MURALS WITH A MESSAGE: D*Face’s mural of a weeping Native American refers to Fort Smith’s location on the edge of Indian Country.

A 125-foot-long painting of a weeping woman who’s drawn back her bowstring to release, not an arrow, but a paintbrush: That’s the mural that welcomes people driving east into downtown Fort Smith on U.S. Hwy. 64. English muralist D*Face painted the beautifully realized work to reflect the town’s history as the gateway to the American West — where the country’s East Coast indigenous population was unhappily relocated — and its future as a place of art and culture. 

The African child who created a wind turbine for his village out of a bicycle parts, scrap metal and blue gum trees is at the center of a whirlwind in “Harvesting the Winds of Change,” Fayetteville artist Octavio Logo’s expression of hope on the side of the Grubs Bar & Grille in downtown Fayetteville. Logo’s painting of George Floyd on the exterior of his studio is a reminder of the American blight of racism and, recently, the backdrop for a group of dancers.

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IN FAYETTEVILLE: The year’s uprisings against racial injustice after the killing of George Floyd inspired artists to collaborate on “No Justice, No Peace” and Octavio Paz to add Floyd’s face on his South Fayetteville studio’s exterior wall.

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And then there’s Jason Jones’ blue Bentonville octopus, a car in one of its tentacles. 

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This bent to put vast fine art on urban Arkansas walls is a new move toward placemaking, offering lively messages, some contemplative, some whimsical, about a town’s culture. That was the idea during the Great Depression when the U.S. Department of the Treasury hired talented WPA artists to paint murals on the interiors of post offices across the country, including Arkansas. In 2015, progressive minds in Fort Smith saw murals as a way to “challenge perceptions we have of ourselves in Fort Smith and Arkansas,” said Claire Kolberg, director of the art initiative, named The Unexpected. “We want to position Fort Smith as a kind of destination for the arts.”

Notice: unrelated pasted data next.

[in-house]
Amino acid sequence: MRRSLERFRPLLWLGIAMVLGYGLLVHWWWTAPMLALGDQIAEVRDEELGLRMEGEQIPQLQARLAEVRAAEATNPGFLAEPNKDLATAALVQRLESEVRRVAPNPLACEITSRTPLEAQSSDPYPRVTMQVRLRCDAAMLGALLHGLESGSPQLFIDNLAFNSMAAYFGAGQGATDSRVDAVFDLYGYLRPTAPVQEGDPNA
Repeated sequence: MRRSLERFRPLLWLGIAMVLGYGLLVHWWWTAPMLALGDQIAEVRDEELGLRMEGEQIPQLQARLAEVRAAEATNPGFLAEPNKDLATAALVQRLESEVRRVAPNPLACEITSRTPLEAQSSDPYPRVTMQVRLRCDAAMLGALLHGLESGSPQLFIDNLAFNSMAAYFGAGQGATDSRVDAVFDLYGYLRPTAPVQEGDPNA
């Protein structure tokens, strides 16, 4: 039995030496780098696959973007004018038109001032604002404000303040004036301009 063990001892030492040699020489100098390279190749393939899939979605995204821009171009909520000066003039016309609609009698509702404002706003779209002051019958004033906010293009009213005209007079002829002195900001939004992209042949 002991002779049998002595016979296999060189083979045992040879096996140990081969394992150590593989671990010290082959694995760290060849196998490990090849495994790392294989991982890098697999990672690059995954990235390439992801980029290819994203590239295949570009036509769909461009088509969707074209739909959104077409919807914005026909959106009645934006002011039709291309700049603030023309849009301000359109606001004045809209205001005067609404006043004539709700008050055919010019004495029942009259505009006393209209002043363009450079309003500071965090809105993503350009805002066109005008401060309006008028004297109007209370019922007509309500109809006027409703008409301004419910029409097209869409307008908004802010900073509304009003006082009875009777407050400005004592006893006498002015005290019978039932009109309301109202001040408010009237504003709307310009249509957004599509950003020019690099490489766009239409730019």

Kolberg and Steve Clark, the founder of Propak logistics company in Fort Smith, came up with the idea to reverse Fort Smith’s declining fortunes. The Unexpected is what Kolberg calls the “sexy part” of development efforts spearheaded by the nonprofit 64.6 Downtown (the number refers to the square miles that the town encompasses). The Unexpected has brought international artists to town to offer contemporary art in all its forms — musical and dance performances, installations, sculpture, lectures, painted houses and a “universal chapel” in addition to the murals — and is complemented by mural painting class at the University of Arkansas at Fort Smith. 

“A lot of people think that with The Unexpected the whole mission was just ‘let’s throw up some art and see what happens,’ ” Talicia Richardson of 64.6 said on a recent tour of the murals. “It was so much bigger than that. [It was] ‘what can we do to draw positive attention to a community in need that has been somewhat left behind?’ ” 

RISING IN THE BAKERY DISTRICT: Hilda Palafox’s silo murals welcome visitors to the new Fort Smith Coffee Co. in what was once the Shipley Bakery.

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A real attention grabber is Australian artist Guido van Helten’s 100-by-30-foot paintings creating a triptych on the feed mill at OK Foods. This monumental work features three people: Gene Beckham, a 70-year employee of OK Foods; Kristina Jones, a young Black entrepreneur who recently moved to Fort Smith from Atlanta; and Edward Paradela of Van Buren, a Navajo member of the Lawbreakers and Peacemakers reenactment group.

Two Matisse-like paintings by Mexico City artist Hilda Palafox adorn the silos in front of the Fort Smith Coffee Co. restaurant that has transformed the old Shipley’s Bakery. This new development in what Fort Smith is calling the The Bakery District includes event space, a food truck, an independent bookstore and the super hip coffee shop and roastery, which features outdoor and indoor dining spaces, including an area where folks can hang, bat-like, in suspended hammocks.

The Unexpected’s 2020 events were canceled out of coronavirus safety concerns; organizers hope to be able to plan the 2021 festival soon.